In a perfect world, there is no such thing as a pharmacy. Controversial, I know. But in this perfect world, nobody would ever be sick and I would be out of a job. But even in this non-perfect world in which we live, supplements don’t need to exist. Theoretically, it is possible to get every necessary mineral and vitamin through the foods you eat. The kicker lies in the word theoretically. Communism sounds quite good theoretically, but it just never works out well in practice. For you to get your necessary minerals, you would need to have the most meticulous meal preparation in history. So in this way, vitamin and mineral supplements become a really helpful crutch. Today, I am going to track through a few options which you might want to consider supplementing.
Iron is a pretty important part of your blood. It forms haemoglobin, the protein that helps carry oxygen rich blood to your major organs. If you don’t have enough in your system, you might find that you are fatigued more easily because your major organs are lacking energy. The people most at risk of iron deficiency: Women lose iron during menstruation and children require more than usual as they are in the process of growing. If you are a vegetarian, it is much more difficult to get iron into your diet. A product like ferrograd C is an effective supplement if you are more at risk. You might want to consult a doctor if you notice any of the following symptoms:
- A lasting sense of fatigue
- Skin that is more pale than usual
- Pain in your chest
- Short of breath
- Lightheadedness, headaches or feeling dizzy
- A sore tongue
- A craving for unusual items such as ice or starch
- Lack of appetite
Iron supplements are particularly effective because it gets into your system far quicker than attempting to get it via your food. Taking an iron supplement that is paired with vitamin c like Ferrograd C makes it more quickly absorbed. Ferrograd C is Australia’s most widely used brand so you can be sure you are only taking the best. It is important to remember that these are called supplements not replacements. You should still attempt to get as much iron from your diet as possible. In that vein, try to integrate more red and white meat, seafood, beans, dark leafy greens into your diet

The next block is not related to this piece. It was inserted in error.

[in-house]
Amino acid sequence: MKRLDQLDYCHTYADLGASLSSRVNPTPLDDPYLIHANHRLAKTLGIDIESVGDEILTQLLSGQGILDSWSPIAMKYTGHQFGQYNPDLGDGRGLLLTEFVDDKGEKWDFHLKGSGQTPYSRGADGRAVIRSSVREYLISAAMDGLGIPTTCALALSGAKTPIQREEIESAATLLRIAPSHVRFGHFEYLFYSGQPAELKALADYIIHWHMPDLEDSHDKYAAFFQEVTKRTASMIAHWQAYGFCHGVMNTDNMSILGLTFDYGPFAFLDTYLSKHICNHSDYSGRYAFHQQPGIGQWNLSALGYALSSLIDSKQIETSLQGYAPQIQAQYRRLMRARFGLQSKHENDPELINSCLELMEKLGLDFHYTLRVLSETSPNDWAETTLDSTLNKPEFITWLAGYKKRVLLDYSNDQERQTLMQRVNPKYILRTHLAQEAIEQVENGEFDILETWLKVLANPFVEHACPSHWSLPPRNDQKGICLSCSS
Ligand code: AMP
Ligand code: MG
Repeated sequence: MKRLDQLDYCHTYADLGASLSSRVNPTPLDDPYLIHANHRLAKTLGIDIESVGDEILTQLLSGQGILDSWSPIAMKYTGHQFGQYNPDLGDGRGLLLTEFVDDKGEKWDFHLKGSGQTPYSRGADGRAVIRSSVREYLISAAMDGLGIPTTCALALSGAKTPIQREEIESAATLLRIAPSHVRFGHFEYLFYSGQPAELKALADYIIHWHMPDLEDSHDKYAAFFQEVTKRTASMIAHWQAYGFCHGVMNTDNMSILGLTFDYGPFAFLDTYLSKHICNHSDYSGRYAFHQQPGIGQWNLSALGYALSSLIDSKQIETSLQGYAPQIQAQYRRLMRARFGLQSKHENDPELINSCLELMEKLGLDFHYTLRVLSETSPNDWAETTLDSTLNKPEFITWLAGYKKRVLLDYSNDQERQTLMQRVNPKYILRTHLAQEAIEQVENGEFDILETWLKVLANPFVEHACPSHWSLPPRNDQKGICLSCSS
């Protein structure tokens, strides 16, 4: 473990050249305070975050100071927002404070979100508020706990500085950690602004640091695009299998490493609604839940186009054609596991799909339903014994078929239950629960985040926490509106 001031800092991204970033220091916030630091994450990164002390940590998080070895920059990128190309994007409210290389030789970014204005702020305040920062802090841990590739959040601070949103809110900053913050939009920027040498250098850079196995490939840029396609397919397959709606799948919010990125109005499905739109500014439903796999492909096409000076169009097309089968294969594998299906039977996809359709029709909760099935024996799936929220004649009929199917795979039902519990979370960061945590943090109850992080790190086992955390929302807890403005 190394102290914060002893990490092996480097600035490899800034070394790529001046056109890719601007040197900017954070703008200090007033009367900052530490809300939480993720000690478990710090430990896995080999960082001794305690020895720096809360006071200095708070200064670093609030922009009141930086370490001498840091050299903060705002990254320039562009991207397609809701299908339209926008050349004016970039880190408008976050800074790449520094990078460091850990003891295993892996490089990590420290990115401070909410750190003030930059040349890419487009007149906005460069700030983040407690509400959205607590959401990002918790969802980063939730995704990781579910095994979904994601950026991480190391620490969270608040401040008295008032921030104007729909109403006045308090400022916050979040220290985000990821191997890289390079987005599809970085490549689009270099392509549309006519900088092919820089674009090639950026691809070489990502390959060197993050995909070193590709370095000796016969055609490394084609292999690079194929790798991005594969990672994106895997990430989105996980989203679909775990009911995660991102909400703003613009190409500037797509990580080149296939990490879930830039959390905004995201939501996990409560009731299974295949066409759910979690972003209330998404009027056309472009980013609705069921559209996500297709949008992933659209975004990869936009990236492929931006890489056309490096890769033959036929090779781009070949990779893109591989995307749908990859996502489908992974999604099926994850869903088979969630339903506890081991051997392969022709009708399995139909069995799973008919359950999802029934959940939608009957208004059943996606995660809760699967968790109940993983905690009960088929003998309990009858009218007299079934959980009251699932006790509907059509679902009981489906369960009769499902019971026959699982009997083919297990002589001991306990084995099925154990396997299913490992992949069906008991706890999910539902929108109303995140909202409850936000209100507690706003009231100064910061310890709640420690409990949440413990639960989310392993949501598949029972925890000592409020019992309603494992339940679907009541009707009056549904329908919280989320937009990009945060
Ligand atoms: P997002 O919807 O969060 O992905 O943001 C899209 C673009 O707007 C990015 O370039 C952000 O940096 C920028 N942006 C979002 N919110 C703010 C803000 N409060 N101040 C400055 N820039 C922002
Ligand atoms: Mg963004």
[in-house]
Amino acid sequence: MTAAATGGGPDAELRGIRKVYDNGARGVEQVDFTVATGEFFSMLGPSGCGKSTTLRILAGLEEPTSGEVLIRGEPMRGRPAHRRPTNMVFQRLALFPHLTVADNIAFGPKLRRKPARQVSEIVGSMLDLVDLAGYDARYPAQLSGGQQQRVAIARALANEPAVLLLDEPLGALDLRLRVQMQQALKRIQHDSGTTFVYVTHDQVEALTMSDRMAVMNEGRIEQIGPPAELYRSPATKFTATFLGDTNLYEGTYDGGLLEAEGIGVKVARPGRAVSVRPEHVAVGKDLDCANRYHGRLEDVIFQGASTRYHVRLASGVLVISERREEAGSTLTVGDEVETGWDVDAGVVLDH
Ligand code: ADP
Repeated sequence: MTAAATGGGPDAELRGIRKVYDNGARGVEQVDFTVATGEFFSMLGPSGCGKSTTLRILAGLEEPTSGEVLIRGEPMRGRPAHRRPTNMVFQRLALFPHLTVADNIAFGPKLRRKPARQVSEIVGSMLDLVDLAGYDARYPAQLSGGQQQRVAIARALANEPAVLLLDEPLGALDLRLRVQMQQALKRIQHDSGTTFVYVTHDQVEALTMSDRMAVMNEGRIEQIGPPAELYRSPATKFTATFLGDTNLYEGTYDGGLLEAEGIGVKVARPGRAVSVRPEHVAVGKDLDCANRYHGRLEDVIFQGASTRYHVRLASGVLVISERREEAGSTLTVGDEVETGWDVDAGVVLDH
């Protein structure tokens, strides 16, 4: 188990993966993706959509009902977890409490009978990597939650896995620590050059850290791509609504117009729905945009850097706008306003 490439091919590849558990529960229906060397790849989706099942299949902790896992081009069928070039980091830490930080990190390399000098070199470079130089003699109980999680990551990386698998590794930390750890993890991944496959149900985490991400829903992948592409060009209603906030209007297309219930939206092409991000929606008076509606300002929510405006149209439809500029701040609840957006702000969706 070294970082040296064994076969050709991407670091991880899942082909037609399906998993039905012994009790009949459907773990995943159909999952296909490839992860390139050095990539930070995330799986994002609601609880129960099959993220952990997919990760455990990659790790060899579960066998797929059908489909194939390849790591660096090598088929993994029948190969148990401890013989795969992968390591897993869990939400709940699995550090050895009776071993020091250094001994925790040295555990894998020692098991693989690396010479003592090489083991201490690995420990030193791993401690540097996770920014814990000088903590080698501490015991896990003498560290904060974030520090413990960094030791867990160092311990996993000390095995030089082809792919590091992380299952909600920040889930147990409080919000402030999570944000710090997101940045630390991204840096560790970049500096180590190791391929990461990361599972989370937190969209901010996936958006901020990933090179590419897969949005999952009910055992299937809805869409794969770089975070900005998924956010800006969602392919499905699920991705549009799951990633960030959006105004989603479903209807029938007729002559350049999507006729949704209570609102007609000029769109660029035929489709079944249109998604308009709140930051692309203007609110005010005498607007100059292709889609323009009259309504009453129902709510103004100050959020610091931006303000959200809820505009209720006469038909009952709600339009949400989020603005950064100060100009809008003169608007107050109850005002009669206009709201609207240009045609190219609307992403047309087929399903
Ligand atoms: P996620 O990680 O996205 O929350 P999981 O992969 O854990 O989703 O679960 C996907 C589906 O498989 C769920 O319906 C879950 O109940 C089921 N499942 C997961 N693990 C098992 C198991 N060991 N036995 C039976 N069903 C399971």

This is a bit of a scattergun approach to balancing your diet. Only 13% of people are hitting their daily fruit intake and only 9% meet their vegetable intake. There isn’t really a stock standard but they will generally include some variety of:
- vitamin A: supports your immune system, vision and skin
- vitamin C: Good for your bones, skin, blood vessels and immune system
- vitamin D: Supports immune system, bone and muscle growth, and reduces your risk of diabetes, heart disease, cancer and (funnily enough) depression.
- vitamin E: Supports vision, your reproductive system, your blood, brain and skin
- vitamin K: This produces the proteins that cause your blood to clot (quite a useful process if you start to bleed and would like to stop). It also helps build bones.
Multivitamins will also include a variety of minerals, such as:
- Calcium: Associated with the growth of bones and teeth, but it also helps your blood to clot, muscles to contract, your heart to beat normally and your nerves to function properly. Not one to skimp on!
- Iodine: constructs hormones which control your metabolism which inevitably influences your weight management.
- Iron: You’re already an expert on iron.
- Magnesium: Regulates nerve and muscle function, blood pressure and blood sugar levels. It also contributes to the construction of protein, DNA and bones.
- Zinc: Creates DNA, grows cells, builds proteins, heals tissue that is damaged and supports your immune system.
This is rich in omega-3 acids; eicosapentaenoic acid and docosahexaenoic acid. The real benefit lies in what it does for your heart. The acids work to increase good cholesterol, lower blood fats, and cause a decrease in your blood pressure. They also remove the plaque from the insides of your arteries, keeping them soft and malleable. It has been categorically proved that fish oil lowers the risk of heart attack and heart disease. There are more tentative links which are yet to be officially quantified. It may help boost your bone density which becomes wildly important the older you get. It may also support your vision, staving off macular degeneration. One study has even shown improved cognitive performance for people aged between 51 and 72 compared to a placebo. It is shaping up to be a magic bullet to combat the effects of ageing. But before you start necking these tablets like m&ms, be warned. It has a blood thinning effect and if you go too hard, you increase your risk of bleeding.
You are probably pretty familiar with antibiotics. These are the medicines you take when you need to nuke your body of a virus or bacteria. But they can leave you lacking in certain good bacterias which are essential to your gut health as well. So probiotics are a supplement which can help you eliminate the bad bacteria and return to a state of balance. This good bacteria helps your body to digest all of the food you’ve eaten so that you become nourished. They also help to break down and absorb various medications in your system. It also help fight off:
- Irritable bowel syndrome
- Urinary tract infections
- Gum disease
Aside from a supplement, there are a number of foods rich in probiotics: yoghurt, kombucha, pickled foods and sourdough bread.
So there you have it. I would always encourage you to consult your doctor to make sure that you are supplementing the right things for your particular circumstances. Marketing can do a wonderful job to make you think you need everything under the sun. Don’t buy into it. But at the same time, don’t be so cynical that you avoid it altogether.